Feds make it easier to install traffic signals for bikes

Screen Shot 2014-01-02 at 12.10.20 PMThe Federal Highway Administration has removed a layer of red tape that should make it much easier and cheaper for states, counties and cities to install bicycle-specific traffic signals.

The memo posted below goes into rather dense detail about the decision, but Seattle’s Traffic Engineer Dongho Chang simplified it to us this way:

“It makes it much easier for us to install new bicycle signals.”

Bike signals are a vital part of many protected bike lanes because they avoid turning conflicts that plague many of the old-style bike lanes we are used to in Seattle. For example, a common problem with bike lanes occurs when a person driving makes a turn directly in front of someone in the bike lane (“I didn’t you there”).

You are certainly familiar with one inadequate way the city has dealt with this problem: Simply make the bike lane disappear shortly before a major intersection. This, of course, results in a much less comfortable biking experience that is unappealing to most people.

Hey, where's my bike lane go?

Hey, where did my bike lane go? Image via Google Street View

The bike signal is one great way to solve this problem. When the bike lane has a green light, turning cars have a red. When turning cars have a green, bikes have a red.

This bike signal at Broadway and Pike is red when left-turns have a green arrow. When the bike lane gets a green, turns have a red.

This bike signal at Broadway and Pike is red when left-turns have a green arrow. When the bike lane gets a green, turns have a red.

The city already has a couple bike signals in action (34th and Fremont Ave, Linden Ave, and Broadway), but they were installed under “experimental” conditions and were not included in traffic design standards. Now, the city is much more free to install them as standard elements of bike projects.

Here’s the memo:

IA-16 – Bicycle Signal Face

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19 Responses to Feds make it easier to install traffic signals for bikes

  1. Josh says:

    Note, however, that bicycle-shaped signal faces remain unrecognized in Washington State, where the RCW limits traffic signals to specified signal shapes. Neither the RCW nor the Seattle Municipal Code recognize or authorize bicycle-shaped signal faces.

    FHWA no longer objects to the design, but they have no legal meaning in Washington. This requires a legislative correction, not administrative.

    For examples of legally-recognized vehicle-specific signals in Washington, see the bus-lane signals being installed elsewhere in Seattle, which use a standard round signal face with a “BUS SIGNAL” legend.

    http://apps.leg.wa.gov/rcw/default.aspx?cite=46.61.055

  2. Josh says:

    The Seattle Municipal Code equivalent to RCW 46.61.055 is in SMC Chapter 11.50 OBEDIENCE TO TRAFFIC-CONTROL DEVICES. Again, as with the RCW, there are definitions of circular signal faces and arrow signal faces, pedestrian signal faces, etc., but bicycle-shaped signals carry no legal weight under the SMC.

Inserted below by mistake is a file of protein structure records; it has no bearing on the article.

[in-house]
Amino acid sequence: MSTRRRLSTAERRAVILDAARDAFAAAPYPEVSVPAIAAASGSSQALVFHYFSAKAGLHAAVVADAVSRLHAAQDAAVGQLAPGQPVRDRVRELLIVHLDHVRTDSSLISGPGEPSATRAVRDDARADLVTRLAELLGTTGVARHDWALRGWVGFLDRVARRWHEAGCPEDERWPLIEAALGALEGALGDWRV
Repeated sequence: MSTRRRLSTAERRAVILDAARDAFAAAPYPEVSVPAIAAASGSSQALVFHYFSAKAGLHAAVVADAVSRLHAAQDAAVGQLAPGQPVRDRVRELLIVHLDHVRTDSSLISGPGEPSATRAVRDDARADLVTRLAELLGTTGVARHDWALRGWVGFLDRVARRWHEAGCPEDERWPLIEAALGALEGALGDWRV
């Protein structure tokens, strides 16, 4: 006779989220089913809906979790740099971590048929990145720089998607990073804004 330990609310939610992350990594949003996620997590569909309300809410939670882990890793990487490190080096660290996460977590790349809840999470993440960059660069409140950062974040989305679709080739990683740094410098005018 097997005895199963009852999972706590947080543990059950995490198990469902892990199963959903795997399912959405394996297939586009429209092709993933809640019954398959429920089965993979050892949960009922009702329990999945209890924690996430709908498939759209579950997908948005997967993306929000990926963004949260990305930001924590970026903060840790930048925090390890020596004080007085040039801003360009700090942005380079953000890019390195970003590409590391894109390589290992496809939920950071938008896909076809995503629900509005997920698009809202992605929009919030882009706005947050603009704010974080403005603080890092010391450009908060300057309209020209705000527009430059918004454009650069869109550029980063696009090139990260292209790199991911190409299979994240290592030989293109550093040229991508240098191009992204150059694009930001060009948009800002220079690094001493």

They simply don’t exist in the law. They need to be defined in Ch. 11.50 or they aren’t really traffic control signals.

    This requires specific City Council action to assign a legal meaning to bicycle-shaped signal faces.

    • Matthew Snyder says:

      Josh, my reading of the code is that there is more wiggle room for state traffic engineers than you’re allowing for here.

      For example, wouldn’t WAC 468-95-017 (below) basically allow the state to use “engineering judgment” to select and install these signals?

      “Add the following Guidance to the end of paragraph 04 in MUTCD Section 1A.09:
      The decision to use a particular device at a particular location should be made on the basis of either an engineering study or the application of engineering judgment. Thus, while this manual provides Standards, Guidance, and Options for the design and application of traffic control devices, this manual should not be considered a substitute for engineering judgment.
      Engineering judgment should be exercised in the selection and application of traffic control devices, as well as in the location and design of the roads and streets that the devices complement.”

      • Josh says:

        That WAC doesn’t address the rules of the road — signals are given legal force by the RCW where it specifies the required behavior of people facing those signals.

        Even if engineering judgement allows for the *installation* of a bicycle-shaped signal, the rules of the road do not require a cyclist to *obey* that signal, or waive the requirement that the cyclist obey whatever legally-recognized signal controls the intersection.

      • Josh says:

        This really is a simple fix, but by it’s nature it’s a legislative fix, not an administrative/executive fix. The Legislature has defined the meaning of traffic signals, it’s up to the Legislature to amend those definitions.

  3. Josh says:

    This also begs the question of whether a segregated cycletrack is a vehicular travel lane under the RCW and SMC.

    If the cycletrack is a vehicle lane, then vehicular signal rules would apply.

    If the cycletrack is not a vehicle lane, not part of the street, then pedestrian rules would apply. That’s the case for people riding bicycles in crosswalks, for example.

    Reading the State Supreme Court’s reasoning in Pudmaroff, there’s a good chance that cycletracks are paths, not lanes. (That’s how SDOT is signing them on Broadway.)